exile on tombleson road - Reviewed by Jo Lucre | Regional News Connecting Wellington

exile on tombleson road

Written by: Brian Potiki

Blurry Line Books

Reviewed by: Jo Lucre

exile on tombleson road is the perfect pocket-sized book and unconventional compilation of poetry.

For want of a better word, there’s something ‘cool’ about it. It’s rugged and folksy and the images by Riley Claxton are old-school yet fitting.

It’s a nod to the Rolling Stone’s Exile on Main St., and in a similar vein to an album has track listings and two sides.

It’s a winning collaboration between Claxton’s images taken around author Brian Potiki’s house and surroundings in Lake Rotoehu with some of his bohemian poetry. Potiki seems to have captured the ultimate leanings of a Kiwi life with the images speaking of a musician’s backdrop.

Having worked for someone where pedantry over capital letter use reigned supreme, I couldn’t help but give a small smile at the almost entire lack of them in Potiki’s words in favour of lowercase letters. This only added to the charm and I found myself enjoying the irregular nature of the poems; what they looked like and how they read. Claxton’s images emphasised the eclectic nature of the bite-sized book.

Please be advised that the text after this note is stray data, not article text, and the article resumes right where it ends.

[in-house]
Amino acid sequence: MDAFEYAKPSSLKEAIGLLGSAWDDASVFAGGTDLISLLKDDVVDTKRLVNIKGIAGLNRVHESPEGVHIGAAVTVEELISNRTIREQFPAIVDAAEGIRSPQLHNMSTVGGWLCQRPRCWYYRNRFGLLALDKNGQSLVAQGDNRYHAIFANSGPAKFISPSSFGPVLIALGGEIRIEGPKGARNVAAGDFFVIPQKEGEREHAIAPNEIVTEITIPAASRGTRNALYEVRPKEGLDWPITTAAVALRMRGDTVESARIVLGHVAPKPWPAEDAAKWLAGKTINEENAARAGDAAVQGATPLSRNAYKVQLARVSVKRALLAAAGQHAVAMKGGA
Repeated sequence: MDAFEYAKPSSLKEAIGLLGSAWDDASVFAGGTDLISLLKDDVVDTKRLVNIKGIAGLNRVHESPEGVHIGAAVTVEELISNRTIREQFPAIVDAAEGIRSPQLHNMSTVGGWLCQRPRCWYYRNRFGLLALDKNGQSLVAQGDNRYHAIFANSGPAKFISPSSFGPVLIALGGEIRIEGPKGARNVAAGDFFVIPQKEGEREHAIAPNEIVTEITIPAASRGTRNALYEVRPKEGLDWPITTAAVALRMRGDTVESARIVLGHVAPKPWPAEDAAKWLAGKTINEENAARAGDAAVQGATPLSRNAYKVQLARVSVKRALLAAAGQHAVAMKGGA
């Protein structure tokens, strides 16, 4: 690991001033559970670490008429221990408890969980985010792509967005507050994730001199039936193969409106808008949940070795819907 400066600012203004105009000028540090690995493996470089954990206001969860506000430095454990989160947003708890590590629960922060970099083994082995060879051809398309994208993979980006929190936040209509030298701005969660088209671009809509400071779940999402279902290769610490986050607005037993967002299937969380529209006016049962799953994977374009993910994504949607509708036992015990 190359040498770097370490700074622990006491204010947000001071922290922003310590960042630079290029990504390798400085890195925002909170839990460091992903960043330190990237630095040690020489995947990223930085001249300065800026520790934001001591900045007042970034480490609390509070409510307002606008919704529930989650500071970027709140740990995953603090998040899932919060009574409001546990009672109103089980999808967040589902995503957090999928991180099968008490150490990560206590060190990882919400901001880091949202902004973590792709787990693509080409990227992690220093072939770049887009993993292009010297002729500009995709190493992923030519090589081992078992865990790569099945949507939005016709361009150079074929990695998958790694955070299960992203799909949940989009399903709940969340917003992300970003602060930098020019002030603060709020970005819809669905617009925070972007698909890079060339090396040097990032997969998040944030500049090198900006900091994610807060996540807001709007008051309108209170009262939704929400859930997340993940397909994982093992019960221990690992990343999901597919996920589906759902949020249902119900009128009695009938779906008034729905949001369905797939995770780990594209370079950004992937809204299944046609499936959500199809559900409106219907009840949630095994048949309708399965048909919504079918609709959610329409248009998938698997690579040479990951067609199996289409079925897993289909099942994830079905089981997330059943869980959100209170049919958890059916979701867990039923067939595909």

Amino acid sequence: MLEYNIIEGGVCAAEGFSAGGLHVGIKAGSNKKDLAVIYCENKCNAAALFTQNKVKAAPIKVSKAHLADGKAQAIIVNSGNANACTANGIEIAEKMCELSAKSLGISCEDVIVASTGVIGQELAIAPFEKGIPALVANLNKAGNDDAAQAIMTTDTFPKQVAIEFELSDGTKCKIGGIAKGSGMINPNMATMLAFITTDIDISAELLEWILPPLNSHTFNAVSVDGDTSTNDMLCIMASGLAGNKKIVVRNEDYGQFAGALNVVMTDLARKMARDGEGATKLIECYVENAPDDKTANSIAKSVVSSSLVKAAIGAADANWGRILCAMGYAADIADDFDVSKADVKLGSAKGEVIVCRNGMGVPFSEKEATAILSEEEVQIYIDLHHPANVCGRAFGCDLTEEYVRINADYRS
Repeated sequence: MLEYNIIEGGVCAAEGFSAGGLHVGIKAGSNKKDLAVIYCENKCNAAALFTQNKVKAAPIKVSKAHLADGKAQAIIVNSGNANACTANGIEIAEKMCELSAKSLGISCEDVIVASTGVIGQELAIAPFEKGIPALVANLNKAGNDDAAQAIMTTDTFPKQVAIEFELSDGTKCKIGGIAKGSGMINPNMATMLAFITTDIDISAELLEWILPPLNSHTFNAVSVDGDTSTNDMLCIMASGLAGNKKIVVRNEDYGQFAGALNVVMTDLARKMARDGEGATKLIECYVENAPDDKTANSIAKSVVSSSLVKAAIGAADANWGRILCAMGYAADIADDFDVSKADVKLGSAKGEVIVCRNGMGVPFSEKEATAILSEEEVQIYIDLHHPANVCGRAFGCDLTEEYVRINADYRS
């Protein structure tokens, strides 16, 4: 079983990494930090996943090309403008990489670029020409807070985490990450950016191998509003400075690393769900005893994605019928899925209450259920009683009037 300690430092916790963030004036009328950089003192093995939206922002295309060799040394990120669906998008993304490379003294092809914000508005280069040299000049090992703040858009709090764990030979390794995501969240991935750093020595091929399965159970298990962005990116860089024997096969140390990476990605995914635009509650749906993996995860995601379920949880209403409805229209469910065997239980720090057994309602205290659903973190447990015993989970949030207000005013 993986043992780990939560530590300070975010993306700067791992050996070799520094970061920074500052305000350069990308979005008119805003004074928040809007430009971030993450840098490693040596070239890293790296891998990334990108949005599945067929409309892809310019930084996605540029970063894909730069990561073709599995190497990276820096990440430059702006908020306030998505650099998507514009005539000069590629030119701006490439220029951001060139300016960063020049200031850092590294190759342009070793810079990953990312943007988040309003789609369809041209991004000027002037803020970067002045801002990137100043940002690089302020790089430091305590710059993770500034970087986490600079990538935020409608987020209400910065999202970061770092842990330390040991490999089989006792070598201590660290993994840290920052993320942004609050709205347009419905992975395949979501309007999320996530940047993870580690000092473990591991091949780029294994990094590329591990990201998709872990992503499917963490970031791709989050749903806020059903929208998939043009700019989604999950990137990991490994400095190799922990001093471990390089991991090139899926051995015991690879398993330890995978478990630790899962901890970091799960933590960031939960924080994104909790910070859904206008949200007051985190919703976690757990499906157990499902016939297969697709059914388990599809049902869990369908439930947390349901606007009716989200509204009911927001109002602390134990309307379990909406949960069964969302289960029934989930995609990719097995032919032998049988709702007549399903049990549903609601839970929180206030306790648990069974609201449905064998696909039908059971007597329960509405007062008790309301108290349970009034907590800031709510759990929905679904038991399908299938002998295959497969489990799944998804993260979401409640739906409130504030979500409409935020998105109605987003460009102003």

I read exile on tombleson road quickly. In a pleasant interlude in a small moment in time, I found myself enjoying Potiki’s reflections of exactly that: snippets of time. The cover didn’t quite sell me but in between the pages were poems like octopus arms. See a short snippet bellow.

“one arm the jazz-pop

crowd called swing,

another arm called

rock and roll...”

exile on tombleson road is like a favourite notebook where environment meets words, meets music, meets life.

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